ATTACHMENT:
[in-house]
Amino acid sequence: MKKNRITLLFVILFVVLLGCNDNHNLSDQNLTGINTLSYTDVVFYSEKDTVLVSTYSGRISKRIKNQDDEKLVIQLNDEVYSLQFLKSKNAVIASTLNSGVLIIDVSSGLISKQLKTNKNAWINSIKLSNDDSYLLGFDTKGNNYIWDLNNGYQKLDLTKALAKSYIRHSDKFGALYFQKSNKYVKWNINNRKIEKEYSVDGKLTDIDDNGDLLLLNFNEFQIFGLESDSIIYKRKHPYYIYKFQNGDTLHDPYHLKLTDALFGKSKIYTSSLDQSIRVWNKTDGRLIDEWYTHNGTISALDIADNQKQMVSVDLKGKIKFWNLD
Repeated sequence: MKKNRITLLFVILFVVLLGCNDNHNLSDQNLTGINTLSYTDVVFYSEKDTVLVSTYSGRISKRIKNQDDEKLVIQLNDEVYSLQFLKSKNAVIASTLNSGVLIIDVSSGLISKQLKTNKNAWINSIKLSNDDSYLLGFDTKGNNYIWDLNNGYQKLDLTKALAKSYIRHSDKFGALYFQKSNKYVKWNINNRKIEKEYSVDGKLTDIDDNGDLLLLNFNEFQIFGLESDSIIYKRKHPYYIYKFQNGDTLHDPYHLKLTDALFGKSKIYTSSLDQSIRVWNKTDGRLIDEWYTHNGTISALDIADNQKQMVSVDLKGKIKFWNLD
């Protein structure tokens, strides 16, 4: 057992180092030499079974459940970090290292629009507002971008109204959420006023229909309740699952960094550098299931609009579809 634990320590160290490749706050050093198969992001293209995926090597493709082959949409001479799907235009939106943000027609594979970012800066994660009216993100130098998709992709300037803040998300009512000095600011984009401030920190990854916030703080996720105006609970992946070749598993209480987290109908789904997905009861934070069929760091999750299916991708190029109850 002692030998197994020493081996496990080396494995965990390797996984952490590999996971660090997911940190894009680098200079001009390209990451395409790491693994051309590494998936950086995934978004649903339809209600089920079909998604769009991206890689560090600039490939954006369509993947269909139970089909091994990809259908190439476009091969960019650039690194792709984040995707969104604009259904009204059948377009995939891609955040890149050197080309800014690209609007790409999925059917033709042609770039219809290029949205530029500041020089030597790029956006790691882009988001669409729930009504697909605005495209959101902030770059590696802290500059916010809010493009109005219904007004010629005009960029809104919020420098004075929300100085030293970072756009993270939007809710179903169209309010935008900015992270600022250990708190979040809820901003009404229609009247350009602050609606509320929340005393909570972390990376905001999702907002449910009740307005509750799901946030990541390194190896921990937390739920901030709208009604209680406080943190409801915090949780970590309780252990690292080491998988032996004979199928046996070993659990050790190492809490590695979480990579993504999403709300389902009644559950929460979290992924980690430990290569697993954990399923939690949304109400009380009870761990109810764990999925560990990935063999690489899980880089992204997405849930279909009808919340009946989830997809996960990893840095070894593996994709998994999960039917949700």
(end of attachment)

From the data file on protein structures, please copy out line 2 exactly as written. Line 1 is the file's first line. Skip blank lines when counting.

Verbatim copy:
Amino acid sequence: MKKNRITLLFVILFVVLLGCNDNHNLSDQNLTGINTLSYTDVVFYSEKDTVLVSTYSGRISKRIKNQDDEKLVIQLNDEVYSLQFLKSKNAVIASTLNSGVLIIDVSSGLISKQLKTNKNAWINSIKLSNDDSYLLGFDTKGNNYIWDLNNGYQKLDLTKALAKSYIRHSDKFGALYFQKSNKYVKWNINNRKIEKEYSVDGKLTDIDDNGDLLLLNFNEFQIFGLESDSIIYKRKHPYYIYKFQNGDTLHDPYHLKLTDALFGKSKIYTSSLDQSIRVWNKTDGRLIDEWYTHNGTISALDIADNQKQMVSVDLKGKIKFWNLD